Circuit Judge Robert King, writing for the unanimous panel, rejected former VMI Superintendent Joseph Bunting’s argument that sponsoring a daily prayer during dinner (in a mess hall where nearly all students attend) effectively amounted to a state endorsement of religion. Two VMI students sued General Bunting, individually and as superintendent when he refused to abandon the supper prayer. These two students have since graduated VMI, which raised the issue of mootness before the Fourth Circuit. Judge King’s opinion answered that question as well as the underlying constitutional issue:
Because the Plaintiffs have now graduated from VMI, their claims for declaratory and injunctive relief are moot, and we vacate the district court’s judgment insofar as it awarded such relief. In assessing the Plaintiffs’ claim for damages, we agree with the district court that the supper prayer violates the Establishment Clause of the First Amendment, but that General Bunting is nevertheless entitled to qualified immunity.
It’s surprising VMI even contested the constitutional issue on appeal. Sponsoring an overtly Judeo-Christian prayer is suspect under normal circumstances. In the context of a military academy, which places great emphasis on social conformity and unit cohesiveness, the “supper prayer” was obviously a coercive attempt to inculcate religious values onto students. There is no other public college in Virginia which could ever get away with this, and VMI is certainly not entitled to any special constitutional waiver.
VMI’s only real defense was that the prayer reflected the school’s tradition and values. The Court noted General Bunting’s belief that the supper prayer "is a precious link to our heritage and an admirable practice for a school of our provenience and culture." As to the law, General Bunting’s attorneys cite Marsh v. Chambers, a 1983 Supreme Court decision upholding the right of legislative bodies to open their sessions with a prayer. Judge King’s opinion rejected any legal similarity between Marsh and General Bunting’s case:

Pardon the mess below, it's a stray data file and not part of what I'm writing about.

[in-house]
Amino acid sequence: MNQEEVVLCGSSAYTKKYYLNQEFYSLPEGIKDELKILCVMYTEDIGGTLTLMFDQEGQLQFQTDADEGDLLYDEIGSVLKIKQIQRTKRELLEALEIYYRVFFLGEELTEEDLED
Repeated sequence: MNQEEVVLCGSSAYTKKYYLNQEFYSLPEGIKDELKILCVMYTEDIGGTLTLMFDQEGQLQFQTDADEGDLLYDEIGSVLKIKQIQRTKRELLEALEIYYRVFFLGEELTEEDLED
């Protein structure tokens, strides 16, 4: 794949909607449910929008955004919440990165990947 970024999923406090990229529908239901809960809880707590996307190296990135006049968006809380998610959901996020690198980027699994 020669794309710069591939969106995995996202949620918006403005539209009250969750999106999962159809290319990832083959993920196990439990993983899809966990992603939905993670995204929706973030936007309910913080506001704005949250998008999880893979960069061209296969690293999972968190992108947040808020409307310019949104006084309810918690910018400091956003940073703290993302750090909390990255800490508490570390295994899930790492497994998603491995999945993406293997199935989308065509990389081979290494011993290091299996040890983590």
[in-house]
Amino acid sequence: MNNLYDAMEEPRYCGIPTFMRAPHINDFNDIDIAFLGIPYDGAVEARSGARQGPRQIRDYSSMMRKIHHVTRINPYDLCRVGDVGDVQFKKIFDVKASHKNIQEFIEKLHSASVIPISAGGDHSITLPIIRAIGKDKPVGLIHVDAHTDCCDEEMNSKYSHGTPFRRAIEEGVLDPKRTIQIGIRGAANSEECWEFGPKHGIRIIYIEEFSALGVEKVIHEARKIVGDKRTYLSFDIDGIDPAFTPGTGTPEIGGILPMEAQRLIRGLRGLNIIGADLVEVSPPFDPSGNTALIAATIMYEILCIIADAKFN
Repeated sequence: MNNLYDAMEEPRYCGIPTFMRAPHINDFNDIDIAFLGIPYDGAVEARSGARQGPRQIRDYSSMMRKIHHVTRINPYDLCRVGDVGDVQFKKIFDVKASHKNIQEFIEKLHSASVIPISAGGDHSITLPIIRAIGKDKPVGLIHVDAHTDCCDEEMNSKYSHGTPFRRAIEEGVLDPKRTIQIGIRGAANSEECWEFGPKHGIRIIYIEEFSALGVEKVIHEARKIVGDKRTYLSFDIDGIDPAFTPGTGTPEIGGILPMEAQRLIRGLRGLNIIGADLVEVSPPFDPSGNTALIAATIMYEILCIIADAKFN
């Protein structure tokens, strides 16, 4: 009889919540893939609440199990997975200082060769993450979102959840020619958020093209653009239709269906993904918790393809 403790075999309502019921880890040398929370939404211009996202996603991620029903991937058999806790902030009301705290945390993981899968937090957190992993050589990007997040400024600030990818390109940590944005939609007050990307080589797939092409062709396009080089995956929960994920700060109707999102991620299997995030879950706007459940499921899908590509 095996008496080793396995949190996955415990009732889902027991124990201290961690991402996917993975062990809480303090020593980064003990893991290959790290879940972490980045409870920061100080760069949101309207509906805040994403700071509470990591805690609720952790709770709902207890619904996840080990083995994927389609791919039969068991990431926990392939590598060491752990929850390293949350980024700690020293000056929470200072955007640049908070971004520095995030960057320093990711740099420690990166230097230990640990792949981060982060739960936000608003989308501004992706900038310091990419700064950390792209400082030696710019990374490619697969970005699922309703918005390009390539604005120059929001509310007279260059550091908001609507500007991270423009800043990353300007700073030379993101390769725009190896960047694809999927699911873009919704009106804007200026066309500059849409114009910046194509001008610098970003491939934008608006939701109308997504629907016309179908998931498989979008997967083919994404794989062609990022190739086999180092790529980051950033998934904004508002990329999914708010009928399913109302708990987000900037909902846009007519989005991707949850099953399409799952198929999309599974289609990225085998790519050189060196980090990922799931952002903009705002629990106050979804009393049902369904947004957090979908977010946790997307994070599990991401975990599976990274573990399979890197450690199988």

General Bunting first suggests that we should view the prayer as a uniquely historical practice, in an approach similar to that employed by the Supreme Court in Marsh. In Marsh, though, the Court was specifically influenced by the fact that, in September of 1789, members of the first Congress voted to submit the First Amendment to the states in the same week that they voted" to appoint and to pay a Chaplain for each House" of Congress. In upholding the Nevada practice, Chief Justice Burger reasoned:"[t] his unique history leads us to accept the interpretation of the First Amendment draftsmen who saw no real threat to the Establishment Clause arising from a practice of prayer similar to that now challenged."
(Note: Judge King incorrectly describes Marsh as dealing with the Nevada legislature. In fact, the case dealt with the practice of Nebraska’s unicameral legislature.)
Marsh applies only to limited circumstances where the Framers’ intent could unmistakably be determined. These circumstances, however, do not include VMI’s supper prayer, for as Judge King notes:
Put simply, the supper prayer does not share Marsh’s "unique history." In fact, public universities and military colleges, such as VMI, did not exist when the Bill of Rights was adopted.
This is the money line of the entire opinion. Although Judge King does not belabor this point, it is nevertheless a critical identification. Many supporters of expanding religious expression in the public sphere—especially government schools—cite their interpretation of America’s founders as amicable towards the intermingling of church and state. Lost in this argument is the simple fact that the government created in 1788 was never intended to include many of the institutions created since that time. Government schools are foremost among these constitutionally illegitimate institutions.
In the absence of government-run schools, cases like this one never occur. Nobody would seriously question the right of a wholly private institution to require prayer, or any other religious exercise, as part of its curriculum. Thus, the VMI case should not only teach us a lesson about the separation of church and state, but a lesson about the separation of school and state as well.